It’s been a busy day at the U.S. Supreme Court, as the justices handed down six decisions and granted certiorari in three cases.
In the opinion in Crawford v. Nashville and Davidson County, the justices held that Title VII protects employees from retaliation for speaking out about discrimination, whether on her own initiative, or in answering questions during an employer’s internal investigation. See more here on that case from Lawyers USA.
In Van de Kamp v. Goldstein, the Court held that Police are protected by absolute immunity from being sued over the adequacy of supervision, training, and information-system management systems. The Defendant claimed the inadequate system prevented his defense from being given information about deals cut by informant witnesses.
In Arizona v. Johnson, The Court ruled that a pat down of a car passenger during a traffic stop did not violate the Fourth Amendment.
In a case that will have divorce attorneys everywhere paying special attention, the Court ruled in Kennedy v. Plan Administrator for DuPont Savings and Investment Plan that a waiver in a divorce decree is not sufficient to divest interest in a pension plan under ERISA.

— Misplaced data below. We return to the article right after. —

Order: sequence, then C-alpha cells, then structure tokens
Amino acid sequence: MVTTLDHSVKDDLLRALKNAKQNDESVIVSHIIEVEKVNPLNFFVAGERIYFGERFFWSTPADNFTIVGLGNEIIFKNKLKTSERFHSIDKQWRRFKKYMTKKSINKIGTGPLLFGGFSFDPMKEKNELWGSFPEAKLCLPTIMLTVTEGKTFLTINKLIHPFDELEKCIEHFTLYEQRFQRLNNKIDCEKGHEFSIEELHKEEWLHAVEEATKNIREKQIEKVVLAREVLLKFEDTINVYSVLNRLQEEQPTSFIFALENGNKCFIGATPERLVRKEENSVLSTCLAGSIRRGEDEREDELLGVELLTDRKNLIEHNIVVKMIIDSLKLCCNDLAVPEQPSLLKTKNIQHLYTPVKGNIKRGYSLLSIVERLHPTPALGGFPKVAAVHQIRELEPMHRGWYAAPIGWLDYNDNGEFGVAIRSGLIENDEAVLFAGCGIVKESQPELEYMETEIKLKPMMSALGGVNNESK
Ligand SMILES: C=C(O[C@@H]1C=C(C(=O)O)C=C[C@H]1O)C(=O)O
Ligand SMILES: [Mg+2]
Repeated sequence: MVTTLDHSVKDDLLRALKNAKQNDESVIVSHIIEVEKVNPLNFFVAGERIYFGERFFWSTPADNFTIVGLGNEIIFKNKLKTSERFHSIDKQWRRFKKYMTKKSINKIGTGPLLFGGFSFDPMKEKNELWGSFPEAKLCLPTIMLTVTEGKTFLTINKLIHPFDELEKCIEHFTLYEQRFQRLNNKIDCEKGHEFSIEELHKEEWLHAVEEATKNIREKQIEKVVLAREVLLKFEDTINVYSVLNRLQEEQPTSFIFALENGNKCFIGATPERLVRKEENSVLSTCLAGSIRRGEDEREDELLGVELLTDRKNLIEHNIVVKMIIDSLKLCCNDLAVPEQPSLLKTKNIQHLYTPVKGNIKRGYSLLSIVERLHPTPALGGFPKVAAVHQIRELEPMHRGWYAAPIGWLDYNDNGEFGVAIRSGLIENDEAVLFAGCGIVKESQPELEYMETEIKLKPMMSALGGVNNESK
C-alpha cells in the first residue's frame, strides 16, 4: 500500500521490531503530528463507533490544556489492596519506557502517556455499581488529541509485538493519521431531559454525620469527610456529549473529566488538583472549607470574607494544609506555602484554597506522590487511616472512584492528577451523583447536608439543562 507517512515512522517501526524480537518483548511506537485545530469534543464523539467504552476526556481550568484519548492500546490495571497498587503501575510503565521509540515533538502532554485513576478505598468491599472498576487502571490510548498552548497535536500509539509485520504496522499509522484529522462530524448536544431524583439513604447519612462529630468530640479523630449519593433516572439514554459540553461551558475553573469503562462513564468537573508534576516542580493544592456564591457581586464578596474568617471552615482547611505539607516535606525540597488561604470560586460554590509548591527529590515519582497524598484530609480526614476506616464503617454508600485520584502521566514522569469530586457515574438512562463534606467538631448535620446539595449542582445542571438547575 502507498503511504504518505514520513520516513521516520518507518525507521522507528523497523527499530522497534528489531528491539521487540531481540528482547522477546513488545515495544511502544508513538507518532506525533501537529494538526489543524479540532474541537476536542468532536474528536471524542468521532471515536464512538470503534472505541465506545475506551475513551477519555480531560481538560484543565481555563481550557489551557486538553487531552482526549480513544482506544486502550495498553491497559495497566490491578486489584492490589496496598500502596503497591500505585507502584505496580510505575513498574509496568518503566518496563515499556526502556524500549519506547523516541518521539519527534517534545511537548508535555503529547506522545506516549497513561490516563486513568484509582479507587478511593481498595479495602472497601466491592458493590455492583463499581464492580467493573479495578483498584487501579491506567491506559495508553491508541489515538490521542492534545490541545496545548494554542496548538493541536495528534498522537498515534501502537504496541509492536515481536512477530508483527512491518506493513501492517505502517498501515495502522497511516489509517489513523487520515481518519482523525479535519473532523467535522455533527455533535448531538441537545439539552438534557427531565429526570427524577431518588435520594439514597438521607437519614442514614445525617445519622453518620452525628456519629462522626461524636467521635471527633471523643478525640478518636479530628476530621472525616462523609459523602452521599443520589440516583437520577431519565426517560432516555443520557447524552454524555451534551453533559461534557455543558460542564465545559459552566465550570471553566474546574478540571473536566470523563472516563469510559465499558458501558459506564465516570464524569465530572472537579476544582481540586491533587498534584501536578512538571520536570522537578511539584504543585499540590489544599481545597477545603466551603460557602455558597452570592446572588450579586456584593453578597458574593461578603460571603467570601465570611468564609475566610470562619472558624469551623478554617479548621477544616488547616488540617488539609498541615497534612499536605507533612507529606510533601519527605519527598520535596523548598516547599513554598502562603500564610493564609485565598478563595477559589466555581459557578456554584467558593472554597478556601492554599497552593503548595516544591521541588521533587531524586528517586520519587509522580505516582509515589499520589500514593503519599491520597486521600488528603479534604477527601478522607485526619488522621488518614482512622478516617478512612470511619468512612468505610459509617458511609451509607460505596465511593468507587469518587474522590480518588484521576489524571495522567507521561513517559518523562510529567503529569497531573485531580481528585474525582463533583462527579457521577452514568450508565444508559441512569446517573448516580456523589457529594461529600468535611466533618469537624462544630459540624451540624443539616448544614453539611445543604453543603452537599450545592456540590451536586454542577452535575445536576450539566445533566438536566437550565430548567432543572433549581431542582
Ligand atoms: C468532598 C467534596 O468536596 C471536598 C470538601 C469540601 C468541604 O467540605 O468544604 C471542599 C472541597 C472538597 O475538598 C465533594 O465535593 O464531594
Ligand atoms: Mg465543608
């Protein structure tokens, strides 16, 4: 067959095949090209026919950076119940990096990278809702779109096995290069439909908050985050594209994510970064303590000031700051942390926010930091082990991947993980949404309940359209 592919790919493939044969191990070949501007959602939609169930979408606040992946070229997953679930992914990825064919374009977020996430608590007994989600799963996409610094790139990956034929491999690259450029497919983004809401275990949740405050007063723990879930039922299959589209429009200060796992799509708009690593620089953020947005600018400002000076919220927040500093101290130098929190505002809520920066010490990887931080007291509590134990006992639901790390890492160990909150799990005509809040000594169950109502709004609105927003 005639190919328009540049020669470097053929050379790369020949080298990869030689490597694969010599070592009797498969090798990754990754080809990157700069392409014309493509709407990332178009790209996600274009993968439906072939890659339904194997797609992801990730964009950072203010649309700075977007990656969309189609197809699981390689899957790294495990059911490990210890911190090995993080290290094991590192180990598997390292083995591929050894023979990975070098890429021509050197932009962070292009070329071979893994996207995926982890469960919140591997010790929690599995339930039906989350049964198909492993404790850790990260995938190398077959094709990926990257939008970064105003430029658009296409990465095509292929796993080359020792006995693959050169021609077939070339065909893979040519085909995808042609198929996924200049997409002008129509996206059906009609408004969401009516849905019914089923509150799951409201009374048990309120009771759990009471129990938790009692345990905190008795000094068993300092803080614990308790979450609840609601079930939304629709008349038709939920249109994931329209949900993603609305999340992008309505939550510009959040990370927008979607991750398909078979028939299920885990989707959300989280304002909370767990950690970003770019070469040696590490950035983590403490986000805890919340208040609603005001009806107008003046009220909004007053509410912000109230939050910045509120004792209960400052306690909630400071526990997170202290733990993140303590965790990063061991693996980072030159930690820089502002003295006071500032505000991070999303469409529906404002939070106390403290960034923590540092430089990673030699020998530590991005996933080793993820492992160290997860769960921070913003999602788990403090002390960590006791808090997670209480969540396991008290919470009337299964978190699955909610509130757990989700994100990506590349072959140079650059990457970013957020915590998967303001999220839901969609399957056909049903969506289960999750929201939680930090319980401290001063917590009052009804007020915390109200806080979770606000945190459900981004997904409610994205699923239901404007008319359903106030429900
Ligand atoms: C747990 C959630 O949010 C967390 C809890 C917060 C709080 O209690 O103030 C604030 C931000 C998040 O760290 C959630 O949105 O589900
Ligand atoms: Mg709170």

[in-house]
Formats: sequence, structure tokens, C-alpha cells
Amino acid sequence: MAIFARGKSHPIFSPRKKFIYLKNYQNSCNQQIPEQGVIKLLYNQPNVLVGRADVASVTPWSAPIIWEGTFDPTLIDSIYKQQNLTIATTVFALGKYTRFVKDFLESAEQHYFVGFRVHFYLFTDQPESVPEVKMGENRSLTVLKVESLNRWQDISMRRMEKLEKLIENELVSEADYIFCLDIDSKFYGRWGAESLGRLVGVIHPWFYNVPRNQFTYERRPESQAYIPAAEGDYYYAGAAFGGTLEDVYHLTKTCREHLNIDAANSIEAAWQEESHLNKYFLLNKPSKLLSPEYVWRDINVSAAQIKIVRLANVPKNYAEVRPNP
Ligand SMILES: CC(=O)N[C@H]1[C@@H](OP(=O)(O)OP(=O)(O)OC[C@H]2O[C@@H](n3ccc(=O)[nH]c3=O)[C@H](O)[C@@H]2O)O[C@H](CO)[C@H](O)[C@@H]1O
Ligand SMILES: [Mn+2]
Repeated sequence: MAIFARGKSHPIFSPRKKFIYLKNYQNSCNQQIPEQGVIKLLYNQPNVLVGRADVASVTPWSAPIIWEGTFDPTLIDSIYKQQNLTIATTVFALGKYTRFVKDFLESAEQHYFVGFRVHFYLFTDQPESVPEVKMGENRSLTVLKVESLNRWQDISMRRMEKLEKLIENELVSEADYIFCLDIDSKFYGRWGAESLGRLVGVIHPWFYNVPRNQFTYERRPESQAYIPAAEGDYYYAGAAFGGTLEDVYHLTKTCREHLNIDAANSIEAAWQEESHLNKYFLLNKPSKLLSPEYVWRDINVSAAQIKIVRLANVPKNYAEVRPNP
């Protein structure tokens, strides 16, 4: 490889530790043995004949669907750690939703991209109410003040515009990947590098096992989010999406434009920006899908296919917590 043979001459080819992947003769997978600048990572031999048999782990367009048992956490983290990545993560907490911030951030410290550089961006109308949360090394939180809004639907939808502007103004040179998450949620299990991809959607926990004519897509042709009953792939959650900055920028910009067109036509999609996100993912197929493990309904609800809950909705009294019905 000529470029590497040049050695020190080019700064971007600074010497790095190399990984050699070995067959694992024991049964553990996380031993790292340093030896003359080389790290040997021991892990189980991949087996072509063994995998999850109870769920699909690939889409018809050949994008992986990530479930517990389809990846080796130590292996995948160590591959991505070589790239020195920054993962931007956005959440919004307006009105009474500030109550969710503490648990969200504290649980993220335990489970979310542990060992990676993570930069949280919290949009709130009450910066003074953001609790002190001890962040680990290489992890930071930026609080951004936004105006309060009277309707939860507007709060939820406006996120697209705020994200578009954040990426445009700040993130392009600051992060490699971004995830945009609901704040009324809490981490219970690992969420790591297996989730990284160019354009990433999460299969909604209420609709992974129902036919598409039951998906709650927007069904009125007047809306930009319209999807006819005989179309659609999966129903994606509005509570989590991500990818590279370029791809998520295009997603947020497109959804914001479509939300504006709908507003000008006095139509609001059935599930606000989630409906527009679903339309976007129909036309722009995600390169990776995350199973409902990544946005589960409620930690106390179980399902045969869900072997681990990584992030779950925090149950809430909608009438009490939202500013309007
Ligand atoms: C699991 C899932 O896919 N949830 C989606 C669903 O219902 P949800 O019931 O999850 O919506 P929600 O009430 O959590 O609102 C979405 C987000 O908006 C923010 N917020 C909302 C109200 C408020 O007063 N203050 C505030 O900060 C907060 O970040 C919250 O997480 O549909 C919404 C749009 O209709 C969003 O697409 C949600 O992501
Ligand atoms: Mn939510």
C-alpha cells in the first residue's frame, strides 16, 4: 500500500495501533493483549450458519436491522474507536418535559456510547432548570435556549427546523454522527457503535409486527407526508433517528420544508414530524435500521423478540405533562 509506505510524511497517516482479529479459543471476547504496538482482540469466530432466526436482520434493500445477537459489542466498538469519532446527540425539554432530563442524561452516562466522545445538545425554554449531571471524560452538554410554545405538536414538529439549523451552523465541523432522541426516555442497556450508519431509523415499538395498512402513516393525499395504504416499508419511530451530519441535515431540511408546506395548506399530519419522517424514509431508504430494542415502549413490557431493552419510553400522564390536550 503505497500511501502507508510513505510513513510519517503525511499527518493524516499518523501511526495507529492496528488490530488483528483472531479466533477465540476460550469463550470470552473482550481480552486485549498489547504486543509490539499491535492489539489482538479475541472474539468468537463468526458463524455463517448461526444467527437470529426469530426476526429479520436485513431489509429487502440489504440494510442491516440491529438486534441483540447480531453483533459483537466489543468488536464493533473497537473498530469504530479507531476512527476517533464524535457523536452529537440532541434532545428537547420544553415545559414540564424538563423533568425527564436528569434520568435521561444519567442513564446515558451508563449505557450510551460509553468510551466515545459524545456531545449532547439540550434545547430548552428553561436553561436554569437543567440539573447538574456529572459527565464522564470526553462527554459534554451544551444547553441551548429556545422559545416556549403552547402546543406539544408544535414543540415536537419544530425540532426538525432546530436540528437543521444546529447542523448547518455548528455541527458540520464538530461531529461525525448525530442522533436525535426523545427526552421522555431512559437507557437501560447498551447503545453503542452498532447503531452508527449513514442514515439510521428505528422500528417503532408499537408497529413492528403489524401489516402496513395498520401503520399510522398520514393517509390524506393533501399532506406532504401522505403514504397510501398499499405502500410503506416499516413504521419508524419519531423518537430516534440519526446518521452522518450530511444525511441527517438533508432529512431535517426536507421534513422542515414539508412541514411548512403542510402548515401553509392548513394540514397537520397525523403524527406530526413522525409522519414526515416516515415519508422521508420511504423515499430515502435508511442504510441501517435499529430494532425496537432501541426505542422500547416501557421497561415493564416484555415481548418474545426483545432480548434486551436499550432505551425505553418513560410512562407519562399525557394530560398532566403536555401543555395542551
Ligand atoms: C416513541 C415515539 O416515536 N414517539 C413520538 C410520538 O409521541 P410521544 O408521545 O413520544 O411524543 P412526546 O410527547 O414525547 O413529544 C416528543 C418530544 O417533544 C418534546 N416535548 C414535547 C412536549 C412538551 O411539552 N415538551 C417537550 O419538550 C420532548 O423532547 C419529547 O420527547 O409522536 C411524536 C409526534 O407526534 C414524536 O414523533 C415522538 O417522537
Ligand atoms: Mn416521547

But wait, there’s more:
The court agreed to add three cases to its docket, taking up: Maryland v. Shatzer , which asks whether police can resume questioning of a suspect two years after the suspect asked for a lawyer without running afoul of Miranda; Mohawk Industries v. Carpenter, considering whether a company must give a former employee information they had argued was protected by attorney-client privilege; and McDaniel v. Brown, which considers whether evidence presented during federal habeas review of a sexual assault conviction was clearly insufficient.
More on these cases on Lawyers USA‘s website.